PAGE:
How to Find and Recruit Great HOA Board Members for Your Community
June 3, 2020 / by HOA Manager
When your community is recruiting new HOA board members, there are certain qualities to look for in prospective members and good strategies for getting these individuals involved.
Attention to Detail and the Big Picture
Good candidates for your HOA board are people who can delve into the details while keeping an eye on the big issues. Board members must be willing to spend time reviewing and understanding the details of their governing documents. They also should be people who commit to frequently evaluating and refining their HOA's big picture plans for the community.
Commitment to Consistency
Candidates you’re considering for recruitment to your HOA board should be able to conduct themselves with consistency. Uniformity is important when it comes to enforcement of the rules and regulations within the HOA. Owners will be more likely to follow the community’s rules when they are enforced with consistency.
Sense of Fair Play
A great HOA member plays fairly, which means treating everyone equally. If an HOA member doesn’t have a sense of fair play, then playing favorites can happen, which can create an unhappy HOA community. A great HOA board member is able to put personal agendas aside when making decisions. This clears the way for decisions that are made in the best interests of the HOA and not related to personal interests.
Good Communication Skills
Fostering good communication creates a sense of openness and allows for positive communication to flow through the community. The HOA board’s credibility is enhanced when its members foster a positive attitude by giving the community information and reminders. People like being part of a successful and positive community, and good communication skills help make that happen.
Understanding Board Authority Comes First
Great HOA board members understand that their authority comes as a board, not as an individual board member. They know that their roles are a part of a unified board that makes group decisions that positively impact their communities. They are quick to support group decisions, even if they conflict with their own personal opinions.
How to Get HOA Board Candidates Involved
Once you’ve found people with the potential of becoming great HOA board members, what are the best ways to get them signed up?
Ask Prospective HOA Board Members to Do Committee Work
You can ease prospective HOA board members into the role by first having them work on a committee. Committees work with the board by advising members on special projects and issues. Getting people involved with this type of work, when it’s not time-consuming or complex, helps them become involved with HOA board work in a low pressure manner. Offer your time and guidance, which allows you to judge how they handle committee work and to start training them on HOA management issues.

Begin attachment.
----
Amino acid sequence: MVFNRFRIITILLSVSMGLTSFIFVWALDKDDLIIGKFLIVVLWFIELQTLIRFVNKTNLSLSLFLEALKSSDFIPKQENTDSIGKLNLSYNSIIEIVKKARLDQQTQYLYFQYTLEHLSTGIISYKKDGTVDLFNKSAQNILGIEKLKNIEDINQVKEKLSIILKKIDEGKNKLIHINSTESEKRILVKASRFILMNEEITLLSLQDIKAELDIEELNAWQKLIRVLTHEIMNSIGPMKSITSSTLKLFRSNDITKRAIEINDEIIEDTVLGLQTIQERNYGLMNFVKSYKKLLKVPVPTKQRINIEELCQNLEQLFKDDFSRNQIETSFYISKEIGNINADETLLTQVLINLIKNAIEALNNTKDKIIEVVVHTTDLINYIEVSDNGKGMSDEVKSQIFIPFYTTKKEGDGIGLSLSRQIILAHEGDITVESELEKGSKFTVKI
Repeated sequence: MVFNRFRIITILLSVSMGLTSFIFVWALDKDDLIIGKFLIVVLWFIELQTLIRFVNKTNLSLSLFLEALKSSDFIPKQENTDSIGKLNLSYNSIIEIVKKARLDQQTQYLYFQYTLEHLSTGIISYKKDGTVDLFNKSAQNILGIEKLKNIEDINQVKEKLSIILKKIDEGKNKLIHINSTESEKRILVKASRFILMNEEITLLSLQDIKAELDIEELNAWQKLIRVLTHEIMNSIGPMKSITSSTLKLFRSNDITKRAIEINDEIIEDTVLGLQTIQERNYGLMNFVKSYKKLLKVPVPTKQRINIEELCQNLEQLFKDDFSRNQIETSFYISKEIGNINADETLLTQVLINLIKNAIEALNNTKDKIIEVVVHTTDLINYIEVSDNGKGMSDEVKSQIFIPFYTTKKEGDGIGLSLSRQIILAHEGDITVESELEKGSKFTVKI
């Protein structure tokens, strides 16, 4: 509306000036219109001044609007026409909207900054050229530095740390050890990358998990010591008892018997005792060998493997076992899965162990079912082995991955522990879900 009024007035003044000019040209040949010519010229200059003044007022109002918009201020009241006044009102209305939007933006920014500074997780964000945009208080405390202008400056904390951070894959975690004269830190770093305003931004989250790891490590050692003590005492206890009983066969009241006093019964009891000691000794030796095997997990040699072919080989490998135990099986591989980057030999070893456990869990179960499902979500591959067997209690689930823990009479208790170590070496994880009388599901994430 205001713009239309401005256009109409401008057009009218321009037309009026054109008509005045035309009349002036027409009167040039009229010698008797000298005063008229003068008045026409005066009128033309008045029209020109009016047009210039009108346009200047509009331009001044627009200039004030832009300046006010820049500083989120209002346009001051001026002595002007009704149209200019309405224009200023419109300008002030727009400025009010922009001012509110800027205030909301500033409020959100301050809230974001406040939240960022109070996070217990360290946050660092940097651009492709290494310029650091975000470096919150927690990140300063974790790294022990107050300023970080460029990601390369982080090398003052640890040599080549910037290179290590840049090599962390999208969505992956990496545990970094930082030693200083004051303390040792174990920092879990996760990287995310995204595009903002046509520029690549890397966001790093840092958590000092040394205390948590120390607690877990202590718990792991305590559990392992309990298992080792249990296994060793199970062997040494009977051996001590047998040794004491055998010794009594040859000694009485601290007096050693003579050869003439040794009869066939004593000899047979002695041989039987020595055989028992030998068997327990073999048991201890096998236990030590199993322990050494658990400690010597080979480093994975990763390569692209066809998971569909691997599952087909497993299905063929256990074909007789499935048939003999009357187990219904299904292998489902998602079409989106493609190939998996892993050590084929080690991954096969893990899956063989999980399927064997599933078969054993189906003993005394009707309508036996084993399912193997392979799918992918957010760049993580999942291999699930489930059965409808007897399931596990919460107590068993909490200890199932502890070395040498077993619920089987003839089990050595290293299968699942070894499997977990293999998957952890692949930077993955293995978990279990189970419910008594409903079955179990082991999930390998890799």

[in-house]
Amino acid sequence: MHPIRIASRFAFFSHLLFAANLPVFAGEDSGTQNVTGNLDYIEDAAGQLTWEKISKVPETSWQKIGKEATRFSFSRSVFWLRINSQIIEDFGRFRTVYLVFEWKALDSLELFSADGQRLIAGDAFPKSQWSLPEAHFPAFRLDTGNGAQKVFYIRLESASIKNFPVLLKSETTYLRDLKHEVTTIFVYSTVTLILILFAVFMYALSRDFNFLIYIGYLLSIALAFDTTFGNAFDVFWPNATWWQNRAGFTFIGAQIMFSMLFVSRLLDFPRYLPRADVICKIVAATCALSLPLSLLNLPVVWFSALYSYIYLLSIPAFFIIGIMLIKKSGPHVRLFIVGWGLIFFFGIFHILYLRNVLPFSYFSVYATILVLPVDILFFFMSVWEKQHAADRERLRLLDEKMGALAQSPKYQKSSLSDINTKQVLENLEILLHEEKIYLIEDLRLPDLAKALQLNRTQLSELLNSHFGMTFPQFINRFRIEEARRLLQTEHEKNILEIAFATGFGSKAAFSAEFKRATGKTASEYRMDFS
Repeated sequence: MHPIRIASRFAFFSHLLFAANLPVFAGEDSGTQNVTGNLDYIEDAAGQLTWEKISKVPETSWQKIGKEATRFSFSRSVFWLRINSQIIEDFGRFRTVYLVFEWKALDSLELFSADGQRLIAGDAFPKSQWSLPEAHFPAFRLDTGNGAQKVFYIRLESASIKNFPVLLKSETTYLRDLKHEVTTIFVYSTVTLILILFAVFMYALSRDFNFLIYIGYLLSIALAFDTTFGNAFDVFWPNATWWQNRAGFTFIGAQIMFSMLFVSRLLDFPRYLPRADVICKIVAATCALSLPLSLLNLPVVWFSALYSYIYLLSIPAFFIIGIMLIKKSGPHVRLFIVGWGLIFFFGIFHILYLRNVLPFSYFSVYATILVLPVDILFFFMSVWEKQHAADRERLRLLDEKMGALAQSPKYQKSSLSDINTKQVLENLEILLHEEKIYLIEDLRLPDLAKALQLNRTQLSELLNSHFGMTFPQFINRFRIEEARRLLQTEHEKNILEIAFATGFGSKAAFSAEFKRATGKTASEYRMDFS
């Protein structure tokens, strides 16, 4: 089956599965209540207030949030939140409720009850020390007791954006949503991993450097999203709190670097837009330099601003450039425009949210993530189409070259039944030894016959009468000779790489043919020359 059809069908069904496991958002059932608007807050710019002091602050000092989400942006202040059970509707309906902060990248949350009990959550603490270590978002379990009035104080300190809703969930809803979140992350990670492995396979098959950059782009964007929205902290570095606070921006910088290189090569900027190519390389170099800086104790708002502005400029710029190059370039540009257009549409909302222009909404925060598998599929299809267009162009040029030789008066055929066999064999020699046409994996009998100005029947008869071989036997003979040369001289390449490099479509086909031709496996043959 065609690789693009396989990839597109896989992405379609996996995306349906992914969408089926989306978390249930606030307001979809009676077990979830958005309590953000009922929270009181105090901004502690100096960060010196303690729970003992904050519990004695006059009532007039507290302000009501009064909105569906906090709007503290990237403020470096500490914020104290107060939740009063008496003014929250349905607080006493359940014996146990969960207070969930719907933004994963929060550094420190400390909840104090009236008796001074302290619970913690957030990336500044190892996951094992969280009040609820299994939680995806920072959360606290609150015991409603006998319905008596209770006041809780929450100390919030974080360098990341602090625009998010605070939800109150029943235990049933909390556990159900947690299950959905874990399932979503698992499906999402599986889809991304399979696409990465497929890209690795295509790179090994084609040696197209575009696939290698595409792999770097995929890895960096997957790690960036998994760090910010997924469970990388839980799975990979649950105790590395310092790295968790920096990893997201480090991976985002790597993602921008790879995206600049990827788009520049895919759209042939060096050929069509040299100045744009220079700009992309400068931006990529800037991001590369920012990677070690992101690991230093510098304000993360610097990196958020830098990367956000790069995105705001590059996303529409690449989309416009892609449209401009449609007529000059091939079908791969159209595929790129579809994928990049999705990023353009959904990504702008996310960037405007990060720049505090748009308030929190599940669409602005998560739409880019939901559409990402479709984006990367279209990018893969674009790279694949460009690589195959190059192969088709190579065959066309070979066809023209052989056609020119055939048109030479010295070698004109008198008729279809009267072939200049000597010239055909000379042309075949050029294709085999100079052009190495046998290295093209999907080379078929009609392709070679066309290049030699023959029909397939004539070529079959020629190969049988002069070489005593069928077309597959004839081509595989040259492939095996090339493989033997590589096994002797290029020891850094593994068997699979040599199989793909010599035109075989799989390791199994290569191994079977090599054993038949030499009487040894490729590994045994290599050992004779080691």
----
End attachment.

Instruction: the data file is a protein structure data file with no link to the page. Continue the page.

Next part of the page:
Approach People Who are Involved and Give Feedback
Homeowners who are very involved in the community or who provide constructive feedback are good HOA board candidates. These people consistently stay involved and are invested in the community and its future. It may then be a natural leap for them to accept your invitation to join the board.
Be Ready to Address Pushbacks
You may get some pushback in your recruitment efforts. When you’re ready to address some of the more common objections from those you approach about serving on the HOA board, you’ll have more success recruiting great HOA board members.
Be ready to respond to objections such as:
“I don’t have time:” Be prepared to give a general idea of what the time commitment is for your HOA board. Then they may be more amenable when they know the actual time involved.
“I don’t care enough:” Some homeowners like the idea of living in a regulated community, but would rather not get involved further. Point out that being on the board can preserve the way of living they've chosen. Also, talk about how if they don't get involved, others may change the regulations they find so appealing.
“I don’t care for board politics:” It's perfectly reasonable for homeowners to avoid drama. Be prepared to respond by providing examples of how your HOA board works together through issues.
“I don’t know enough:” Make sure potential HOA board candidates know they don’t have to be experts. Reassure them that experienced board members and the HOA manager can help teach and train.
Hire a Good HOA Property Management Company
Recruiting volunteers to serve on committees or the HOA board will go more smoothly if you have a reputable and thorough HOA property management company signed up. A good property management company keeps the HOA in compliance with the law and rules from state or federal agencies, and relieves pressure for prospective board candidates.
Topics: HOA Management, HOA Board, Member of HOA